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Le Carré beats most spy writers for two reasons. First, he knows what he's talking about, since he raced around working for British Intelligence while the Wall went up. He's familiar with spycraft's fascinations, but also with the fact that it leaves ideals shaken and emotions stirred. Second, his literary tone has deep autobiographical roots. Spying is about betrayal, and Le Carré was abandoned by his mother and betrayed by his father, a notorious con man. (They figure heavily in his novels Single & Single and A Perfect Spy.) In a world of lies, Le Carré writes the bitter truth: it's every man for himself. And may the best mask win. --Tim Appelo --This text refers to the Mass Market Paperback edition.
One of Le Carré's first novels, The Man who came in from the cold is a real classic. The language, style and vocabulary are purely British, adding to the atmosphere. Read morePublished 3 months ago by Alain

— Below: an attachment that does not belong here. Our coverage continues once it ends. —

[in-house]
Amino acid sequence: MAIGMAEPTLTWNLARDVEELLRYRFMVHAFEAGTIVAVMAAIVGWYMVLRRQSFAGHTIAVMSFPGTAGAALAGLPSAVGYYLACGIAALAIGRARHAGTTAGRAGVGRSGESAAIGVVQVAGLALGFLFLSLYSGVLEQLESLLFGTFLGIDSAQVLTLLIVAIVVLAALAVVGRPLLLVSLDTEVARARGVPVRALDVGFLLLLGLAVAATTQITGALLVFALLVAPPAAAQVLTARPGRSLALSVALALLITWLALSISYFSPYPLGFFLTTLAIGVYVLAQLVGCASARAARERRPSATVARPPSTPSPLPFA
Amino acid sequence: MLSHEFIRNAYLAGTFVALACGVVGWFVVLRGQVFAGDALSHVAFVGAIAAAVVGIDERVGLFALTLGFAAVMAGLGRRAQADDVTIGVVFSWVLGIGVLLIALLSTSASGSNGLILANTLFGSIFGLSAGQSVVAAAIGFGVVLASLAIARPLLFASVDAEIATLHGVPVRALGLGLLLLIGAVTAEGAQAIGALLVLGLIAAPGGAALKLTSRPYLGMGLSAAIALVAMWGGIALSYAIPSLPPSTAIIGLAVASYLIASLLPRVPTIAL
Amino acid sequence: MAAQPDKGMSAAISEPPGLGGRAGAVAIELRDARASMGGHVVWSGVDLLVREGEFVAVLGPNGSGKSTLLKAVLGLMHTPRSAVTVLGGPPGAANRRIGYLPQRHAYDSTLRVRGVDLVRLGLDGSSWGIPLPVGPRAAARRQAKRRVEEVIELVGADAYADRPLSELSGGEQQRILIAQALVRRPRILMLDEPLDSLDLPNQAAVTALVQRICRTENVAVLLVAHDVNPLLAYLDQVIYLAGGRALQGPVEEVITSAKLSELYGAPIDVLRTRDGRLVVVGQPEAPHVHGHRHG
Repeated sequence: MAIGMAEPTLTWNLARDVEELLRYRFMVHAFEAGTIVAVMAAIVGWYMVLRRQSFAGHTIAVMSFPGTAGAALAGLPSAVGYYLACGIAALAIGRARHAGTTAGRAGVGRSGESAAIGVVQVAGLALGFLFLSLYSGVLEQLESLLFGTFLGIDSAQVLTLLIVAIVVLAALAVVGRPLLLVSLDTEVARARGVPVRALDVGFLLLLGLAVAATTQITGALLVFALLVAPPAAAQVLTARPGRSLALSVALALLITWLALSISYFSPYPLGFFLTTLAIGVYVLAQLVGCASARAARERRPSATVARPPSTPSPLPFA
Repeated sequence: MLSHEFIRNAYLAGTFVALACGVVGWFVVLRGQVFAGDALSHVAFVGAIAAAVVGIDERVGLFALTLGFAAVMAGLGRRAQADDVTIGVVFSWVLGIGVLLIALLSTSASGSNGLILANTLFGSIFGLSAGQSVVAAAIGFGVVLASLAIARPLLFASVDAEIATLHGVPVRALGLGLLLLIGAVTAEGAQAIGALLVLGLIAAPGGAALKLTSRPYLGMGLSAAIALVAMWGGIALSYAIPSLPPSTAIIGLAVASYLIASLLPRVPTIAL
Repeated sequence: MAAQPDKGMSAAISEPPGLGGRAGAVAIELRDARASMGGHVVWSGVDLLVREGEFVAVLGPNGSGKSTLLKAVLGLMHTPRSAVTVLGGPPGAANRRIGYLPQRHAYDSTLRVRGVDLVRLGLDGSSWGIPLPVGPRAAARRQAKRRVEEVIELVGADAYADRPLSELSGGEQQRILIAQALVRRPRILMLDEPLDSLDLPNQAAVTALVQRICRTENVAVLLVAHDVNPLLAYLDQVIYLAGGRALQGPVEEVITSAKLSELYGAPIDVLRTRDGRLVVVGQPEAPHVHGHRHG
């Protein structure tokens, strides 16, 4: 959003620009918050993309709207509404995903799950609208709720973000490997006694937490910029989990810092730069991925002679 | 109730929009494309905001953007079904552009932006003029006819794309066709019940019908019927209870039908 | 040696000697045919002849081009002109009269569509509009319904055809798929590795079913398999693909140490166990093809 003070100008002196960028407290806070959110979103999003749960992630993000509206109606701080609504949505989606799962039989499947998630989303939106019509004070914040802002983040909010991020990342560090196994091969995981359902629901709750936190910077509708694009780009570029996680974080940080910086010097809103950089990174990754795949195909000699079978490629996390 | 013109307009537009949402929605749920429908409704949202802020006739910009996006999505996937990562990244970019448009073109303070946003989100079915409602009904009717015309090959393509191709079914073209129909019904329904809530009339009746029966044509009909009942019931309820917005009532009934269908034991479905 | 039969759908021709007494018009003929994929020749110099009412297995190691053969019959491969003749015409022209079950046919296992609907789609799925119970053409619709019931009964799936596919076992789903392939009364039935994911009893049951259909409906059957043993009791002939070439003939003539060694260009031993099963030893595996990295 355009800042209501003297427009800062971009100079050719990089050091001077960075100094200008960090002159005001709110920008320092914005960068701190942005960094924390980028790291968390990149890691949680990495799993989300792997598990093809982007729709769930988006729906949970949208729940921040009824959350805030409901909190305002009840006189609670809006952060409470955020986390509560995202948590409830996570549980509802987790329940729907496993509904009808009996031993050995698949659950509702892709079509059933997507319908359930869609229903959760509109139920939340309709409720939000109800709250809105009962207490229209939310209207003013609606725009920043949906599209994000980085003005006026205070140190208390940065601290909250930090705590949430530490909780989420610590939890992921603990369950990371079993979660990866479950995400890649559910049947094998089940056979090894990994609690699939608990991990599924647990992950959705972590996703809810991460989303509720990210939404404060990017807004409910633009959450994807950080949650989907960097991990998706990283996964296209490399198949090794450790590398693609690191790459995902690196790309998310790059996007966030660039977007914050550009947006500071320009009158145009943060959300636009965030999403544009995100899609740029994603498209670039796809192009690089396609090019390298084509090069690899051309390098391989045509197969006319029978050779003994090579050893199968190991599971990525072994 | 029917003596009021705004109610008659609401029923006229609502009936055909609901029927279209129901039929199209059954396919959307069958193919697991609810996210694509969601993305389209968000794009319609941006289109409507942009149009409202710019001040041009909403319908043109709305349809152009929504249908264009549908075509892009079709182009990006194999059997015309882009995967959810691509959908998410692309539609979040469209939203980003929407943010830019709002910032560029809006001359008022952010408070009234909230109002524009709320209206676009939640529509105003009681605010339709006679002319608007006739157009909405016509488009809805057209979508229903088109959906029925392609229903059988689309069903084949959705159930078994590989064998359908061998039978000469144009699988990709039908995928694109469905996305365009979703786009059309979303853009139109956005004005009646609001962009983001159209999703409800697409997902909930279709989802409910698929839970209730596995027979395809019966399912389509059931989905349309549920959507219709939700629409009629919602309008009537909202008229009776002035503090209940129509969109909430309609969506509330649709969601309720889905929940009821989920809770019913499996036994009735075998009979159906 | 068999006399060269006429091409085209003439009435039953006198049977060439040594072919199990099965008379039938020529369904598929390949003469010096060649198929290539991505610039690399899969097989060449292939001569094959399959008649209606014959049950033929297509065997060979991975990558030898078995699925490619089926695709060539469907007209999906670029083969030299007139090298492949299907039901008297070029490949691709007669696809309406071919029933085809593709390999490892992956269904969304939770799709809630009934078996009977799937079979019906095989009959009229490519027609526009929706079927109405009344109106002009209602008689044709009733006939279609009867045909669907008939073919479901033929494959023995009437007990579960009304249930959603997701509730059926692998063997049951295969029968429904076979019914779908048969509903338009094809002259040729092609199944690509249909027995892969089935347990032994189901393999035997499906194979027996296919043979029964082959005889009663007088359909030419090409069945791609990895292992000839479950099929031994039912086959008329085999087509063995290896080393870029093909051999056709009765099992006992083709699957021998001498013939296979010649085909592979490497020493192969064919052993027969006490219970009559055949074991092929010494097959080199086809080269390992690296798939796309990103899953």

I first read this book soon after it was published 50 years ago. I was nine years old. My mother had introduced me to Le Carre's world of intrigue. Read morePublished 16 months ago by Jim Ross
Definetly enjoying a complicated novel with simple setting, and getting my feet wet with Carre.
This book will definetly carry me on to others of his, and I may not yet fully... Read more
I have already written to tell you that the article never arrived.
My sister in canada did not receive it. Read more
I didn't actually read the book, but I listened to an audio version. This is one of the best spy novels ever. It takes time to build, but the ending is shattering. Read morePublished on April 6 2004 by Burke Kappler
Le Carre is the master. I know his new book is out, but this is still a classic.Published on Feb. 16 2004 by 2wsxWSX
I found this to be a slightly entertaining spy novel; I don't think it is anywhere close to justifying the superlative reviews that have been ladled on it, both on this website and... Read morePublished on Jan. 19 2004 by J. Mueller